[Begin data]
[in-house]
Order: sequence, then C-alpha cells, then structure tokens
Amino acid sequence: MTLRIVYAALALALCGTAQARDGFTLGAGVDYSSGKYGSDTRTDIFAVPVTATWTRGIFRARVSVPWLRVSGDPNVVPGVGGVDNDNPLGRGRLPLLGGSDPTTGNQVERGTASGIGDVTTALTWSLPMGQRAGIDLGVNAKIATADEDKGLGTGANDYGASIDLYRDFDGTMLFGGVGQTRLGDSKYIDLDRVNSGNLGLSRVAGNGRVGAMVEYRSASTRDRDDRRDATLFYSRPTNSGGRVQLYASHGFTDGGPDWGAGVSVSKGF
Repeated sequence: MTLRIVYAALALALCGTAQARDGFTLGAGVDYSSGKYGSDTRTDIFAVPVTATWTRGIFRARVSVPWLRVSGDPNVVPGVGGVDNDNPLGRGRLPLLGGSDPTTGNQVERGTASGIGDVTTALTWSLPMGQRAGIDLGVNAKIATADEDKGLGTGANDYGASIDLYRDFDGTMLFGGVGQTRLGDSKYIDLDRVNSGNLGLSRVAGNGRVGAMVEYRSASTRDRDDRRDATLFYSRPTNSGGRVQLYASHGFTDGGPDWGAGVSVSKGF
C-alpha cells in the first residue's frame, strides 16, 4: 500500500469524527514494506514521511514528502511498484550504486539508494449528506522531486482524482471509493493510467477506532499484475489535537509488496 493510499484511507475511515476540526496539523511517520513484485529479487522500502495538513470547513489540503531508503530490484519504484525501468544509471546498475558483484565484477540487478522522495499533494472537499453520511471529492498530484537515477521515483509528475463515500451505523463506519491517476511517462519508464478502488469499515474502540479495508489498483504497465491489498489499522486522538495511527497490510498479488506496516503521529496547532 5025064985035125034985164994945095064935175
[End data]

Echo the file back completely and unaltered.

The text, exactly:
[in-house]
Order: sequence, then C-alpha cells, then structure tokens
Amino acid sequence: MTLRIVYAALALALCGTAQARDGFTLGAGVDYSSGKYGSDTRTDIFAVPVTATWTRGIFRARVSVPWLRVSGDPNVVPGVGGVDNDNPLGRGRLPLLGGSDPTTGNQVERGTASGIGDVTTALTWSLPMGQRAGIDLGVNAKIATADEDKGLGTGANDYGASIDLYRDFDGTMLFGGVGQTRLGDSKYIDLDRVNSGNLGLSRVAGNGRVGAMVEYRSASTRDRDDRRDATLFYSRPTNSGGRVQLYASHGFTDGGPDWGAGVSVSKGF
Repeated sequence: MTLRIVYAALALALCGTAQARDGFTLGAGVDYSSGKYGSDTRTDIFAVPVTATWTRGIFRARVSVPWLRVSGDPNVVPGVGGVDNDNPLGRGRLPLLGGSDPTTGNQVERGTASGIGDVTTALTWSLPMGQRAGIDLGVNAKIATADEDKGLGTGANDYGASIDLYRDFDGTMLFGGVGQTRLGDSKYIDLDRVNSGNLGLSRVAGNGRVGAMVEYRSASTRDRDDRRDATLFYSRPTNSGGRVQLYASHGFTDGGPDWGAGVSVSKGF
C-alpha cells in the first residue's frame, strides 16, 4: 500500500469524527514494506514521511514528502511498484550504486539508494449528506522531486482524482471509493493510467477506532499484475489535537509488496 493510499484511507475511515476540526496539523511517520513484485529479487522500502495538513470547513489540503531508503530490484519504484525501468544509471546498475558483484565484477540487478522522495499533494472537499453520511471529492498530484537515477521515483509528475463515500451505523463506519491517476511517462519508464478502488469499515474502540479495508489498483504497465491489498489499522486522538495511527497490510498479488506496516503521529496547532 5025064985035125034985164994945095064935175